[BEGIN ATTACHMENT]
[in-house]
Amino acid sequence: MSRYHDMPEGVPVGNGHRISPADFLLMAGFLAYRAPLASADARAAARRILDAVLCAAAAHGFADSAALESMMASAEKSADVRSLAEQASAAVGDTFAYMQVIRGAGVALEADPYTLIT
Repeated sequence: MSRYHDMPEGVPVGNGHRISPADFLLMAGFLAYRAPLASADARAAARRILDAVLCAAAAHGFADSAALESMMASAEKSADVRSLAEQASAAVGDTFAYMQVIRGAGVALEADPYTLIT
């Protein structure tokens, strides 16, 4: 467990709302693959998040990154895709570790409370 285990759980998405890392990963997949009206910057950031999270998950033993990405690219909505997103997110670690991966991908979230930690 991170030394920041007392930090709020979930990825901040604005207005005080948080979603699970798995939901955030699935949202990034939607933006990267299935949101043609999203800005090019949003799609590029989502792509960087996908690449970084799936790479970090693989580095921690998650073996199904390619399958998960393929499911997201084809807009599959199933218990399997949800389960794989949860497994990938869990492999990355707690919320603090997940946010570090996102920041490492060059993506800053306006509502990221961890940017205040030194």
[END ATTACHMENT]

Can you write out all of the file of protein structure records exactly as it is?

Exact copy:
[in-house]
Amino acid sequence: MSRYHDMPEGVPVGNGHRISPADFLLMAGFLAYRAPLASADARAAARRILDAVLCAAAAHGFADSAALESMMASAEKSADVRSLAEQASAAVGDTFAYMQVIRGAGVALEADPYTLIT
Repeated sequence: MSRYHDMPEGVPVGNGHRISPADFLLMAGFLAYRAPLASADARAAARRILDAVLCAAAAHGFADSAALESMMASAEKSADVRSLAEQASAAVGDTFAYMQVIRGAGVALEADPYTLIT
């Protein structure tokens, strides 16, 4: 467990709302693959998040990154895709570790409370 285990759980998405890392990963997949009206910057950031999270998950033993990405690219909505997103997110670690991966991908979230930690 991170030394920041007392930090709020979930990825901040604005207005005080948080979603699970798995939901955030699935949202990034939607933006990267299935949101043609999203800005090019949003799609590029989502792509960087996908690449970084799936790479970090693989580095921690998650073996199904390619399958998960393929499911997201084809807009599959199933218990399997949800389960794989949860497994990938869990492999990355707690919320603090997940946010570090996102920041490492060059993506800053306006509502990221961890940017205040030194």